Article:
Inflation: How are dietary supplement contract manufacturers dealing with inflation?

Nutritional OutlookNutritional Outlook Vol. 25 No. 8
Volume 25
Issue 8

Leaders in dietary supplement manufacturing describe inflation-related struggles—and advise how companies can help themselves.

Photo © Julien Eichinger

Photo © Julien Eichinger

There’s an elephant in the room. It’s big and it’s scary. And although it hasn’t fully charged forward yet, since COVID began it’s been fanning and flapping its ears, demonstrating it means business.

The elephant in the room is inflation. And it’s not an animal that every contract manufacturer wants to publicly talk about. But whether publicly or privately, honest and necessary discussions are already taking place among contract manufacturers and their customers as inflation potentially leading to recession threatens to derail the global economy and cut into many industries’ profits worldwide.

Contract manufacturers in the dietary supplement and functional food industry are preparing for worst-case scenarios, just in case; shoring up best practices; and communicating with their customers to share concerns, help ease some fears, and find ways to lessen the potential pain of inflation all around.

Inflationary Impacts Are Not Inevitable…But Already Being Felt

Eugene Ung, CEO of Best Formulations (City of Industry, CA; recently acquired by Sirio Pharma Company, Ltd.), is one of those companies that is transparent about the problematic impact that rising prices are already having on businesses, observing that “inflation has impacted nearly all aspects of manufacturing.”

More specifically, Ung shares that for contract manufacturers, the main costs are raw materials and labor, and “both have increased significantly over the past couple of years,” he says. “It’s been a strong ripple effect starting with the higher costs of commodities, including energy, that have driven up raw material prices.”

In his dual position as executive vice president for the finished-product manufacturer and marketer, Twinlab Consolidated Corporation, and for NutraScience Labs (Farmingdale, NY), its contract manufacturing arm, Vincent Tricarico experiences inflation from two different sides. NutraScience Labs also serves as a contract manufacturer for brands not under the Twinlab banner.

From Tricarico’s perspective, “Input costs across the board are increasing. Not only are manufacturing costs on the rise, but so are the costs of running a business, purchasing office supplies, paying and retaining the employees that operate the machines,” and the list goes on.

Kapish Karan, research and development team leader of nutraceuticals for Ashland (Wilmington, DE), points to other considerations that also may not be obvious contributors to potential rising costs. Nonetheless they exist. For example, he points to the cost of product development, third-party certifications, and sample production as direct and indirect costs that have all increased.

As if those headaches weren’t enough, there’s more: “The cost of freight has increased many-fold, particularly ocean freight,” says Ung.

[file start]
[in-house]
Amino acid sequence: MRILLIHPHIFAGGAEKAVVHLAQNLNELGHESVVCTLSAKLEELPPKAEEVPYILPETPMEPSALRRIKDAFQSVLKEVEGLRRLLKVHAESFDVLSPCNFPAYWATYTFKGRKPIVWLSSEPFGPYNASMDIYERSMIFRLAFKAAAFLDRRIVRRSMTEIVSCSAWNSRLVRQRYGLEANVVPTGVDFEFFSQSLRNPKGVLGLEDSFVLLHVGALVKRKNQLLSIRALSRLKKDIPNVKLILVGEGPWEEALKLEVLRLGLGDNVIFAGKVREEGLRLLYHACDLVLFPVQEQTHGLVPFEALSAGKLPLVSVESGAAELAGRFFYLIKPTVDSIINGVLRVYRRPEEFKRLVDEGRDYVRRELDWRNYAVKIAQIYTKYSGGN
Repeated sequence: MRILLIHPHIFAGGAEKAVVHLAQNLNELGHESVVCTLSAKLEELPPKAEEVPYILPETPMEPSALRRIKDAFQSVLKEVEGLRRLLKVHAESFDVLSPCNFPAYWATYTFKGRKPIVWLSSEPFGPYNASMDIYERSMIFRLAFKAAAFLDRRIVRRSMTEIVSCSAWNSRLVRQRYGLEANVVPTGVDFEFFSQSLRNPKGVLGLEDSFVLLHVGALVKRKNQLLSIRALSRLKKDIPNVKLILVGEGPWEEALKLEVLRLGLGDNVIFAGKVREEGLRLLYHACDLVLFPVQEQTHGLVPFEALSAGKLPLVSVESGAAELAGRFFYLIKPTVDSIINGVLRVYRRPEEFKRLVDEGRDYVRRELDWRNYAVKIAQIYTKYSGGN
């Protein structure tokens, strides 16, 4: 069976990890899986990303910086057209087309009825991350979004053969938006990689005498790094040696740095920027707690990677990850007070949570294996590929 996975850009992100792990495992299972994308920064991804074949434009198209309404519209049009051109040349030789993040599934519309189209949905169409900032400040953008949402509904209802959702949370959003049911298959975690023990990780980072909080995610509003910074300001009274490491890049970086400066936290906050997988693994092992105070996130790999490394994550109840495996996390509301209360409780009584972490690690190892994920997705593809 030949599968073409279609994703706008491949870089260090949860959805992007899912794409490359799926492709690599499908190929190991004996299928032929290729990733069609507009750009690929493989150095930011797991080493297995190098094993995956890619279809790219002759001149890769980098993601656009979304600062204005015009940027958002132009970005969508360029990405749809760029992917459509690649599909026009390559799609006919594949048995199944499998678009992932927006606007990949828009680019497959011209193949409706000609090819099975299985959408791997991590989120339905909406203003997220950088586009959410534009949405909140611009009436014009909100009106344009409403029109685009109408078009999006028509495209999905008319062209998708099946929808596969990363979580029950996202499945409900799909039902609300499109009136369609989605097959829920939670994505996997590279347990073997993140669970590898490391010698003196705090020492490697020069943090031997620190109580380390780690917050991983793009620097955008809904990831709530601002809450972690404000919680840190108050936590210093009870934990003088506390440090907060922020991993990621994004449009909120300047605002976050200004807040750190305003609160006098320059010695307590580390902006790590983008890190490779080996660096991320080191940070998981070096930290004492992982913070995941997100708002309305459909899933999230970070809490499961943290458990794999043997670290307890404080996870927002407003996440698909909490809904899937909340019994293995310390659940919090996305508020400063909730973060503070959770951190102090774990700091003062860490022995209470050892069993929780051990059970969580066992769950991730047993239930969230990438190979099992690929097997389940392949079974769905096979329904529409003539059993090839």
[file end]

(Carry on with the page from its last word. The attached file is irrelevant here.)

Casey Herlihy, procurement manager, Ashland, concurs. He advises that it’s important to select a contract manufacturer partner who can negotiate good freight rates based on economies of scale in order to help hold down prices for customers.

And Doug Grubbe, Ashland’s business manager of nutraceuticals, advises “we are seeing impacts to our supply chain, including disruptions in raw material supply and drastic increases in lead times for logistics.”

It’s all of these factors—and probably others, too—that lead Tricarico to recommend that “it’s become more important than ever before to make wise purchasing decisions.”

Not to Lay Blame, But COVID Started It

A global pandemic that has still not disappeared (and may, in fact, never do so) certainly didn’t help matters. Instead, COVID, in all its many iterations, was the impetus for rising costs and the foundation for greater inflationary pain that still may be to come.

The delicate dance of who pays for these originally unforeseen but now likely inevitable rising costs is not an easy conversation to have. It’s unlikely—and also probably unreasonable—to expect contract manufacturers—or consumers, for that matter—to absorb all of the cost increases. With inflation, there’s enough price pain to go around.

“The last thing you want to do is blindside your customers with a price increase,” says Tricarico. But the hard truth is that “you can absorb costs for only so long.”

In fairness, Tricarico expects, even advises, that in most cases customers “must continue to shop the marketplace and check to ensure the price you are paying is truly fair and market-driven.”

He reminds the industry that “relationships are a big part of maintaining good payment terms and fair price adjustments. Communicating honestly and openly with your customers during times like these is also crucial.”

As for Ung, he says that “it’s difficult to alleviate inflation-related pain.” He, too, is realistic when he explains that part of the pain has to be passed onto customers. “However,” he says, “open communication is a critical way to convey the bad news. There is not a single business-related expense that has not been impacted by inflation, so overall, there is understanding of the situation from customers.”